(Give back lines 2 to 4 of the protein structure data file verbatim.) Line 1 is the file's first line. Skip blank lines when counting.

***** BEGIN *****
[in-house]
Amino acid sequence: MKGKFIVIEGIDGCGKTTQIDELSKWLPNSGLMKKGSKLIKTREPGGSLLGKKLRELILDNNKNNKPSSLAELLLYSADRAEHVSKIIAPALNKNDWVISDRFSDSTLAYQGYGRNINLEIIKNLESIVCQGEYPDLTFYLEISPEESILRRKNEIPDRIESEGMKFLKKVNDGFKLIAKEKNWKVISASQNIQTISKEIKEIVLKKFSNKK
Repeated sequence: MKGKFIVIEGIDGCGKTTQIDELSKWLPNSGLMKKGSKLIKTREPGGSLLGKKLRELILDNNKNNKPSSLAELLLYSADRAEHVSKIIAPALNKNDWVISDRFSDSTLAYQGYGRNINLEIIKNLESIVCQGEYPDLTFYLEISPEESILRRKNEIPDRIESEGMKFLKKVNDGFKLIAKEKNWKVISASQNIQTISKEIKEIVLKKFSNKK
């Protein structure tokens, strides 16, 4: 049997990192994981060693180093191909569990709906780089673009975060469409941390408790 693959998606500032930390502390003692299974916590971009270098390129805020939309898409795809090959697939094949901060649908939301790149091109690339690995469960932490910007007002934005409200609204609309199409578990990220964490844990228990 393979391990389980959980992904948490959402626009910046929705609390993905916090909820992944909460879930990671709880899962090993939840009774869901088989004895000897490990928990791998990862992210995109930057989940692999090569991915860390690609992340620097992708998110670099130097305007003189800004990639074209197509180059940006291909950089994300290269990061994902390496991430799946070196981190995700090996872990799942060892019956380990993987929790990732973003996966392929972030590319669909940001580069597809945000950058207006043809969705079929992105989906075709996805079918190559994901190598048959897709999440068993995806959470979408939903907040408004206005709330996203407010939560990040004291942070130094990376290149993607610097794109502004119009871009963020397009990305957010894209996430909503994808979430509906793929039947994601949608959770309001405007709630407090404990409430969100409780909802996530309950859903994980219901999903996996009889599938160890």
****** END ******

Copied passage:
Amino acid sequence: MKGKFIVIEGIDGCGKTTQIDELSKWLPNSGLMKKGSKLIKTREPGGSLLGKKLRELILDNNKNNKPSSLAELLLYSADRAEHVSKIIAPALNKNDWVISDRFSDSTLAYQGYGRNINLEIIKNLESIVCQGEYPDLTFYLEISPEESILRRKNEIPDRIESEGMKFLKKVNDGFKLIAKEKNWKVISASQNIQTISKEIKEIVLKKFSNKK
Repeated sequence: MKGKFIVIEGIDGCGKTTQIDELSKWLPNSGLMKKGSKLIKTREPGGSLLGKKLRELILDNNKNNKPSSLAELLLYSADRAEHVSKIIAPALNKNDWVISDRFSDSTLAYQGYGRNINLEIIKNLESIVCQGEYPDLTFYLEISPEESILRRKNEIPDRIESEGMKFLKKVNDGFKLIAKEKNWKVISASQNIQTISKEIKEIVLKKFSNKK
């Protein structure tokens, strides 16, 4: 049997990192994981060693180093191909569990709906780089673009975060469409941390408790 693959998606500032930390502390003692299974916590971009270098390129805020939309898409795809090959697939094949901060649908939301790149091109690339690995469960932490910007007002934005409200609204609309199409578990990220964490844990228990 393979391990389980959980992904948490959402626009910046929705609390993905916090909820992944909460879930990671709880899962090993939840009774869901088989004895000897490990928990791998990862992210995109930057989940692999090569991915860390690609992340620097992708998110670099130097305007003189800004990639074209197509180059940006291909950089994300290269990061994902390496991430799946070196981190995700090996872990799942060892019956380990993987929790990732973003996966392929972030590319669909940001580069597809945000950058207006043809969705079929992105989906075709996805079918190559994901190598048959897709999440068993995806959470979408939903907040408004206005709330996203407010939560990040004291942070130094990376290149993607610097794109502004119009871009963020397009990305957010894209996430909503994808979430509906793929039947994601949608959770309001405007709630407090404990409430969100409780909802996530309950859903994980219901999903996996009889599938160890």